Release on 2014-09-28 | by Ms Elisabeth Goodman,Mr John Riddell
Enhancing Research, Development and Manufacturing Performance
Author: Ms Elisabeth Goodman,Mr John Riddell
Pubpsher: Ashgate Publishing, Ltd.
Category: Business & Economics
Blending the authors’ considerable experiences with those of interviewees and with their retrospective and forward-looking perspectives, this volume explains how to apply Knowledge Management in a variety of environments in order to achieve improved efficiency, better decision making and enhanced innovation. This is achieved by exploring Knowledge Management tools and techniques within the changing landscape of the pharmaceutical industry.
First published in 1984, this book examines corporate crime in the pharmaceutical industry. Based on extensive research, including interviews with 131 senior executives of pharmaceutical companies in the United States, the United Kingdom, Australia, Mexico and Guatemala, the book is a major study of white-collar crime. Written in the 1980s, it covers topics such as international bribery and corruption, fraud in the testing of drugs and criminal negligence in the unsafe manufacturing of drugs. The author considers the implications of his findings for a range of strategies to control corporate crime, nationally and internationally.
On its present course, the US faces a world of rising new countries that will compete with it ever more fiecely as its own power is declining. In order to slow and improve this steady leakage of power, the US must change course internationally, economically and domestically. It must also restructure to remain the world's most competitive economy. And it must address quality of life issues and fairness at home. But American politics is broken -- competing forces and interests have led to stasis. With change so tough, where now for a country where the middle classes are suffering as they have never suffered before, the pensions crisis is growing, the deficit out of sight, and radicalism waiting in the wings?
Release on 2005-12-05 | by G. Festel,A. Kreimeyer,U. Oels,Maximilian von Zedtwitz
Opportunities and Threats for Foreign Companies
Author: G. Festel,A. Kreimeyer,U. Oels,Maximilian von Zedtwitz
Pubpsher: Springer Science & Business Media
Category: Business & Economics
A detailed examination of China’s increasingly important chemical and pharmaceutical industry. Numerous case studies describe how western companies, such as BASF, Bayer, Bicoll, Ciba, Degussa, DSM and Novartis are managing their market entry in China.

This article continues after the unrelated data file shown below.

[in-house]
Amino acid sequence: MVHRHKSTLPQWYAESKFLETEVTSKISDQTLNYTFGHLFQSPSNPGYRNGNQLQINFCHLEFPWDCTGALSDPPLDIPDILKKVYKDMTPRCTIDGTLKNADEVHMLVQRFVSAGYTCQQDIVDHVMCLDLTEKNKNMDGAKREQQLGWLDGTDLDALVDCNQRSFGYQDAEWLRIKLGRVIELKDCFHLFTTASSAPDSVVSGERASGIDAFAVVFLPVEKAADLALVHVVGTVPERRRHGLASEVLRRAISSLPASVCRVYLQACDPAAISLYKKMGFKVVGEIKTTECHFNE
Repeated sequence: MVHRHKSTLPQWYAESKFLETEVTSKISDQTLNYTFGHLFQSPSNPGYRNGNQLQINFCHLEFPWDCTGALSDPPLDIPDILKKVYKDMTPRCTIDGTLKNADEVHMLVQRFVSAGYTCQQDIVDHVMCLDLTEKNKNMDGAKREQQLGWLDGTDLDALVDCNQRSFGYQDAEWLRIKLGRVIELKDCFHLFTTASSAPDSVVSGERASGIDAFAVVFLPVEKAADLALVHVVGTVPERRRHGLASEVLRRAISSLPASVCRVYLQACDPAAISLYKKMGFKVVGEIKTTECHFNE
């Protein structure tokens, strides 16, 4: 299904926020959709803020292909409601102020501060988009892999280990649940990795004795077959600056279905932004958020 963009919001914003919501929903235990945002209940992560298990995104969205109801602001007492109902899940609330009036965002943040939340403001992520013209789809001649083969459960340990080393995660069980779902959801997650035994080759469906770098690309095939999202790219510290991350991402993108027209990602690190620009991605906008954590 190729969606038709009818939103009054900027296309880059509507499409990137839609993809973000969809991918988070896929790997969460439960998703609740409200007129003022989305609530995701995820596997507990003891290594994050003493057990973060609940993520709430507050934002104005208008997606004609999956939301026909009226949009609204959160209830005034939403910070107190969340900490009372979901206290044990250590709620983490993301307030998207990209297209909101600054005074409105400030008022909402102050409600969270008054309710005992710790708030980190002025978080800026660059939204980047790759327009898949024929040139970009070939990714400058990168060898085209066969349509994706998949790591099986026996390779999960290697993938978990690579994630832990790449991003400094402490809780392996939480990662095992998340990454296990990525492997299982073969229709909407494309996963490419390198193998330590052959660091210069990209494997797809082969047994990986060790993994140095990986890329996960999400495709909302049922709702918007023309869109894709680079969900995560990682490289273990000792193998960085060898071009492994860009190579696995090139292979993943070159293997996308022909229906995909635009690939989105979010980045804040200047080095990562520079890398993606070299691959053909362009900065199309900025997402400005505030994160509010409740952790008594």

The medical achievements of the post-war years rank as one of the supreme epochs of human endeavour. Advances in surgical technique, new ideas about the nature of disease and huge innovations in drug manufacture vanquished most common causes of early death, But, since the mid-1970s the rate of development has slowed, and the future of medicine is uncertain. How has this happened? James Le Fanu's hugely acclaimed survey of the 'twelve definitive moments' of modern medicine and the intellectual vacuum which followed them has been fully revised and updated for this edition. The Rise and Fall of Modern Medicine is both riveting drama and a clarion call for change.
Models for New Product and In-Market Forecasting and How to Use Them
Author: Mr Arthur G Cook
Pubpsher: Gower Publishing, Ltd.
The author explores the pharmaceutical forecasting process; the varied tools and methods for new product and in-market forecasting; how they can be used to communicate market dynamics to the various stakeholders; and the strengths and weaknesses of different forecast approaches.
For readers interested in becoming a pharmacy technician, manufacturing technician, pharmaceutical sales representative, pharmacy billing specialist, pharmacy records manager, or pharmacy clerk, among other jobs, this guide encourages them to start doing their homework now by taking any high school, honors, college prep, or community college science and math classes available. Invaluable information regarding job training, certification, and associate's degrees is provided. The relative merits and advantages of online, community college, traditional university, and 2- and 4-year programs are analyzed and discussed. Networking is also emphasized. This valuable volume will help direct readers to a great pharmaceutical industry career.